Agenda for Anti-statists

The Politics of Freedom: Taking on the Left, the Right, and Threats to Our Liberties, David Boaz, Cato Institute, 329 pages

Leave Us Alone: Getting the Government’s Hands Off Our Money, Our Guns, Our Lives, Grover G. Norquist, HarperCollins, 338 pages

by W. James Antle III

If the era of big government was ever truly over, it is now back by popular demand. The voting blocs demanding largesse from Washington currently outnumber those clamoring to keep government small and taxes low. While many books and magazine articles have been written about repackaging the Right, and a few advance anti-statist arguments, only two recent releases focus on solving this problem: Leave Us Alone, by Grover Norquist, president of Americans for Tax Reform, and The Politics of Freedom, by David Boaz, executive vice president of the libertarian Cato Institute and the man who persuaded Starbucks to print “laissez-faire” on their customized cards. Both authors try valiantly to restore limited government to our political lexicon.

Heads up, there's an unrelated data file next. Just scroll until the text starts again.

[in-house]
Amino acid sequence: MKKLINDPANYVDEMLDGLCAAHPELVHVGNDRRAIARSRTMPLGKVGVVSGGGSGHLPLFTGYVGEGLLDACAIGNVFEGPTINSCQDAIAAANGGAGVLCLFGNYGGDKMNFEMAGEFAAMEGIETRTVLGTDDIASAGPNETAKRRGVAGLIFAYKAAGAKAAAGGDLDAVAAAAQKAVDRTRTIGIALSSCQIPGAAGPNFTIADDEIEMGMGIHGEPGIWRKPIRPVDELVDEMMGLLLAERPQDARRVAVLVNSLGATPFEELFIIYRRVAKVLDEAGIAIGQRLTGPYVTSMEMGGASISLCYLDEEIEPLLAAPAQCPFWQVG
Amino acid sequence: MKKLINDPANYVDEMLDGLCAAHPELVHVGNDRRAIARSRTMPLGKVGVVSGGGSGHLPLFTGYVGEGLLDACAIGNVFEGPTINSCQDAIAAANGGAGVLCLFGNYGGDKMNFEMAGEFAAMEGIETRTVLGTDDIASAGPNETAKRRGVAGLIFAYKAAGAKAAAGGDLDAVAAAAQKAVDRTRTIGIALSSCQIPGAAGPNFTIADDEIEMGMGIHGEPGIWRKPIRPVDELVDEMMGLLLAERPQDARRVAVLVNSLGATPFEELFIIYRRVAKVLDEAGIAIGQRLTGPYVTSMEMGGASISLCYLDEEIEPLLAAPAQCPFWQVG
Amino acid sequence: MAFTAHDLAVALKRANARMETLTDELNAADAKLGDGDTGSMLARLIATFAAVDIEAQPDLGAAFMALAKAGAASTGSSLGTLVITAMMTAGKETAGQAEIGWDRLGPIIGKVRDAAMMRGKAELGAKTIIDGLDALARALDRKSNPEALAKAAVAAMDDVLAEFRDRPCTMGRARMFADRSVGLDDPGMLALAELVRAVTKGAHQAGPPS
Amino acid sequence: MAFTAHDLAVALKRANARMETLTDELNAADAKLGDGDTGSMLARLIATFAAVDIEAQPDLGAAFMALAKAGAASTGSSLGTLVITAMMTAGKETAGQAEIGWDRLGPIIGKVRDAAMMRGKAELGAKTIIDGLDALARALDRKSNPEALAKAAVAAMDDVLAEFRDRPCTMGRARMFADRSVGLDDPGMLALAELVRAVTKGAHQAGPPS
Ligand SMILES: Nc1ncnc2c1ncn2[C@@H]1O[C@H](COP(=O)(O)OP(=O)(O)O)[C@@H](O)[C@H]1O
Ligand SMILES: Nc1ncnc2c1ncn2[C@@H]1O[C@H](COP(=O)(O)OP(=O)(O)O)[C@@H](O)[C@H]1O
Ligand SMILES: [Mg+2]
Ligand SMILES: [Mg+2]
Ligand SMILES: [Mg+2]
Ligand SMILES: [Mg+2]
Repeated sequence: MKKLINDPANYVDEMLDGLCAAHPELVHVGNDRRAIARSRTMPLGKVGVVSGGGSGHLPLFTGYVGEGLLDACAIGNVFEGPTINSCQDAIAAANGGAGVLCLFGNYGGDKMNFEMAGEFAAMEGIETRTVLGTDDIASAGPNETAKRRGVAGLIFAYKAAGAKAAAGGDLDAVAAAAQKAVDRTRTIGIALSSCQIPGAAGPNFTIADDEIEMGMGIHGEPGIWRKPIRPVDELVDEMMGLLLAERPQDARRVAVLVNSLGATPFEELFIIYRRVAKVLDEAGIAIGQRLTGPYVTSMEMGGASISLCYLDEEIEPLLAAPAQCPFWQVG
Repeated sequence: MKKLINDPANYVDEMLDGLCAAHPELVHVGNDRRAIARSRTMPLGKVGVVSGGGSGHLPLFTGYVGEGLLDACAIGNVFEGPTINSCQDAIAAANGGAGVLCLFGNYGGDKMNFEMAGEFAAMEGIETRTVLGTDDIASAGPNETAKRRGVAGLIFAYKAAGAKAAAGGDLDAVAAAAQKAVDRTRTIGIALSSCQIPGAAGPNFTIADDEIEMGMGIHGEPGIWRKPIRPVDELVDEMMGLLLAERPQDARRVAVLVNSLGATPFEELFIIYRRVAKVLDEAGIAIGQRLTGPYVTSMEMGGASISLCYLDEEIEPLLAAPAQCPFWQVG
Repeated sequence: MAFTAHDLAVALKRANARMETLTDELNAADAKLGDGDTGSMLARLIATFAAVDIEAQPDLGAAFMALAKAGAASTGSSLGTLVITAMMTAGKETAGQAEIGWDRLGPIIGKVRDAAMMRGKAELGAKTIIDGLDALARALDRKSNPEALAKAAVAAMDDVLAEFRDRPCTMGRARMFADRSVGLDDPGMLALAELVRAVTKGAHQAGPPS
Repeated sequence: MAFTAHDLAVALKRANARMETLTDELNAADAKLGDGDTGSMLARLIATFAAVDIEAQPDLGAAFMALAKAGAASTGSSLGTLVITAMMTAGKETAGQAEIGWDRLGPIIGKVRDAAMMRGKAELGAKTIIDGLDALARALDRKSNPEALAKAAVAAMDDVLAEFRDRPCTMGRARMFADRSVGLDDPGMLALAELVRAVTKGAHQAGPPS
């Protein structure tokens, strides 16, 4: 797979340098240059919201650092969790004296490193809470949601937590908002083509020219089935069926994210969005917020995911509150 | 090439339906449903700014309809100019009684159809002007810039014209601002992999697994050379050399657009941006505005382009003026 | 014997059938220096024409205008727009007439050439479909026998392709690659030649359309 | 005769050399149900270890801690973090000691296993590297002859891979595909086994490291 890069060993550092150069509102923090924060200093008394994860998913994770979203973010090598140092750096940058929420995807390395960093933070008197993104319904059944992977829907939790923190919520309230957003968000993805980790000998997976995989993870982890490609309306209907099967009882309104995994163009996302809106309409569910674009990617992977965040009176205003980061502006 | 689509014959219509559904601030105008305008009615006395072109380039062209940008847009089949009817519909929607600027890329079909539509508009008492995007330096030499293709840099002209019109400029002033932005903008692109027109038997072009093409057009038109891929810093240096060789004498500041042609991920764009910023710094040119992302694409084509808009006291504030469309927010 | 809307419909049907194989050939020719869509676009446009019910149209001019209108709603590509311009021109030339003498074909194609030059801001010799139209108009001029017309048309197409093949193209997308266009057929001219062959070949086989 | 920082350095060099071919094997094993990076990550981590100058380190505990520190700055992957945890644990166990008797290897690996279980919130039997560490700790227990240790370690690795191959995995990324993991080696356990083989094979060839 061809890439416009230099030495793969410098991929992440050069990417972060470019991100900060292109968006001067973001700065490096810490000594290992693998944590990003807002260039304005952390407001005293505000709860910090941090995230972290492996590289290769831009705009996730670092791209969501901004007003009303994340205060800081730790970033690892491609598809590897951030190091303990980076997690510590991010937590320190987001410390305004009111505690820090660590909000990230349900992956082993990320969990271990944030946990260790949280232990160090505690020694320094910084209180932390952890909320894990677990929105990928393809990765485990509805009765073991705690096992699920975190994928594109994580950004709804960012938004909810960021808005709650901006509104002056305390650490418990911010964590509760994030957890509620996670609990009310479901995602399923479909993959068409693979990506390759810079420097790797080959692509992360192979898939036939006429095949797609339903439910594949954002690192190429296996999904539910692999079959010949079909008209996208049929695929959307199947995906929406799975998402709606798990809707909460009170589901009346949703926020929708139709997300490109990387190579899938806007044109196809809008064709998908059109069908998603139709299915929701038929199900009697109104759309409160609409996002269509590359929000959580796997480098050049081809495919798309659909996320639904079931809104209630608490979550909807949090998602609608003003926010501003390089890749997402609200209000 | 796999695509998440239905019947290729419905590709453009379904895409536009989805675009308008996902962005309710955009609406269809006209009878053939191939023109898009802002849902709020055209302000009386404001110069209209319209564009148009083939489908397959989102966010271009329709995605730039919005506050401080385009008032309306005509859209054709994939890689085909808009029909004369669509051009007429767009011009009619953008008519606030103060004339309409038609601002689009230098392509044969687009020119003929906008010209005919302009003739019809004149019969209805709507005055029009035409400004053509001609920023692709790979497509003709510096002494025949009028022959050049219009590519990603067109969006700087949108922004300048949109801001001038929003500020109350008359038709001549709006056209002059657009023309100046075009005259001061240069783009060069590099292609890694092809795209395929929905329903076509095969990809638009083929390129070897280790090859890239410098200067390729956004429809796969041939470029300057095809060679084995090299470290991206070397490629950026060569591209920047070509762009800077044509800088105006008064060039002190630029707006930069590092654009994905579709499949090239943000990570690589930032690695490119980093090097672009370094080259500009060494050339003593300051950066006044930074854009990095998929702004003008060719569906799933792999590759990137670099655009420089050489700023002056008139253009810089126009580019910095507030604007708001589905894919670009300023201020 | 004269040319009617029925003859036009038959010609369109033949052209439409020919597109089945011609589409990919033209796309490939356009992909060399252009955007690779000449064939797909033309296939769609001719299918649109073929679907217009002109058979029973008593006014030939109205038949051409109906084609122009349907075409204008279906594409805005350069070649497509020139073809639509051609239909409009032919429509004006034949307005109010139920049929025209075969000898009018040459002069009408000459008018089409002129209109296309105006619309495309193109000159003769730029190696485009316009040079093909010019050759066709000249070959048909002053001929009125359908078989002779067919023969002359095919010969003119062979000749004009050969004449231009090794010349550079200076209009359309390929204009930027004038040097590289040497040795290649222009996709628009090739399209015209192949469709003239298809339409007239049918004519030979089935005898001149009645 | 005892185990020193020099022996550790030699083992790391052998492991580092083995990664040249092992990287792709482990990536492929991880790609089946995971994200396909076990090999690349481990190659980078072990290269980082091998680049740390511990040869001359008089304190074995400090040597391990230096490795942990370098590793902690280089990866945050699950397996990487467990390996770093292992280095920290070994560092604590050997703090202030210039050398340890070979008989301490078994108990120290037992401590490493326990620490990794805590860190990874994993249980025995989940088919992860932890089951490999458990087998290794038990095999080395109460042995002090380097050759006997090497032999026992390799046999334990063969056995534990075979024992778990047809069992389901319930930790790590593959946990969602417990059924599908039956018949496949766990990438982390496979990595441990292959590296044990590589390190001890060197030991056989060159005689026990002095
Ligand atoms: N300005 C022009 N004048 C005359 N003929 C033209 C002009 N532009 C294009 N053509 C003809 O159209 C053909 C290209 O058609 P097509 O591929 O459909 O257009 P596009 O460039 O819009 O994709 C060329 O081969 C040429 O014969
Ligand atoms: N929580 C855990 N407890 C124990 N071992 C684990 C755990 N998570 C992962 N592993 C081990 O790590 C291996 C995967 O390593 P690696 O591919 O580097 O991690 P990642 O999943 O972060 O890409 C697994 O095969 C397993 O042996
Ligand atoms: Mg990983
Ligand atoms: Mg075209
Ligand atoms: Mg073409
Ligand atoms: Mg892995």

To get a sense of how far small-government conservatism has fallen, take a look at former House Speaker Newt Gingrich’s recent “Nine Real Acts of Change.” Gingrich was always a deeply flawed figure, and the original Contract with America had its share of gimmickry, but anti-statist rhetoric nevertheless played a large role in the 1994 Republican campaign. The first two to three years of the Gingrich Congress represent the last time the GOP made a serious attempt to cut federal spending.

Fourteen years and more than $1.5 trillion later, the best government-cutting ideas Gingrich can come up with are a summer gas-tax holiday paid for by unspecified reductions in discretionary spending and trimming the Census Bureau’s budget. Even the moratorium on earmarks doesn’t really count, because earmarking merely affects the disbursement of federal funds, not the level of spending. Getting rid of every earmark in a bloated appropriations bill would not directly
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